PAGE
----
“Straight up?”

“Uh, with ice, thanks.”

“I’ll have one of those too, Kuro,” the man next to Doug, the one with all the tattoos on his arms, raised his glass a little, before happening to glance over at Doug and doing a double-take. “Hey, I know you!”

Oh shit, here we go.

“You’re… Doug, right?”

Okay, that was unexpected. But now, actually, giving the guy a proper look, yeah, the bandanna hanging loosely around his neck and the dreads were definitely ringing some bells. “Oh, damn, you’re… Mike’s older brother! Uh…”


“That’s right!”

“You know this kid?” the bartender—Doug thought he’d just heard Tommy call him Kuro—set the drinks down in front of them.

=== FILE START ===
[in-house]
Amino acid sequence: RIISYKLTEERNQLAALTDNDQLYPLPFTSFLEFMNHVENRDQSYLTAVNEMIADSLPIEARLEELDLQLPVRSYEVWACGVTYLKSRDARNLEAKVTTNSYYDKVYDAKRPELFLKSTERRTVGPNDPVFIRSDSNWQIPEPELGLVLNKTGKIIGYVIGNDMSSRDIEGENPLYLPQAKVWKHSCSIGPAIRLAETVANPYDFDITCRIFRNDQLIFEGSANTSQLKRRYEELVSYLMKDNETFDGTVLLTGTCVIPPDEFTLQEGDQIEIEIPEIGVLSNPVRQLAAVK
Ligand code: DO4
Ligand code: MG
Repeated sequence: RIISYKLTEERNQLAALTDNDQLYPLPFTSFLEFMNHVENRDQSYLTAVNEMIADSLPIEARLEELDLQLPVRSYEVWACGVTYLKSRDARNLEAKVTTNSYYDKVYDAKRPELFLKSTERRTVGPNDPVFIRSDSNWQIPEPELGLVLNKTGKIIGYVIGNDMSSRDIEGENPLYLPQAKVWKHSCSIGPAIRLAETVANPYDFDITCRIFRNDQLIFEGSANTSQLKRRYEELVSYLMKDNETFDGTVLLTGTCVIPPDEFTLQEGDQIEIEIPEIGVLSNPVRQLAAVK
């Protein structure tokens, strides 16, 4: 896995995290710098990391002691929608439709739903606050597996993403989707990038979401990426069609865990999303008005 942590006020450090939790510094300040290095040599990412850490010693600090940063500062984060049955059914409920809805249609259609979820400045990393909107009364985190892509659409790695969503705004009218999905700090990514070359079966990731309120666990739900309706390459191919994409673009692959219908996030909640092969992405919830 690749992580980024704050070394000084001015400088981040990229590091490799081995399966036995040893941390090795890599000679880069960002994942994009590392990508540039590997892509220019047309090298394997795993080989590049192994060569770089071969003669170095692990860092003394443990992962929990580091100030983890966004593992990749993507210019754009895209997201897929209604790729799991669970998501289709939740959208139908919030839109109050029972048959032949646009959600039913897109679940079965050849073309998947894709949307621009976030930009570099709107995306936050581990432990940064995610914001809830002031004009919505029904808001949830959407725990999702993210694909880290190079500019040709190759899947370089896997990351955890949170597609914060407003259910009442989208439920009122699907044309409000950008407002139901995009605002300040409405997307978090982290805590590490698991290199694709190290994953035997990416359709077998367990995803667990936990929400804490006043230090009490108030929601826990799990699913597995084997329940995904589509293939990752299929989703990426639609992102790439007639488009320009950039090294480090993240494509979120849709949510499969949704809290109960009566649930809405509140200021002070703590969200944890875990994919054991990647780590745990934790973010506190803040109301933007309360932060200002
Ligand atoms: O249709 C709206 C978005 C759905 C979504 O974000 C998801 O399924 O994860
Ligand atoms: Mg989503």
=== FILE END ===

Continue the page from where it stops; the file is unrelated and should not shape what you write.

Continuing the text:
“Yeah, he’s a friend of my brother’s. But how are you… here?”

“That… is a very long story.” Despite himself, Doug felt a smile breaking out across his face. The two of them had really only met once, but it was so unbelievably nice to see anyone even a bit familiar. “But I could ask you the exact same thing. Is… is Mike with ya?”

Tommy’s expression fell a little. “Uh, no,” he admitted. “I tried but I… think he’s busy. Cindy’s here though, and Niko Borozov too.”

Oh yeah, that guy. Somethin’, somethin’, ravaged by mercury poisoning, somethin’, somethin’, mistook a wannabe mobster for a Norse god. God knew what Doug had been thinking in that elevator.

“So, what’s with the posse?” Doug asked. “What’re you all doing here?”

He shrugged, looking worried. “Truth be told, we’re looking for Gilveidan and Muirne. Oh, though I guess you’d probably still know her as Sonia, huh? We think they might be in trouble, and the last place that they were was, well, here. You haven’t… seen them, have you?”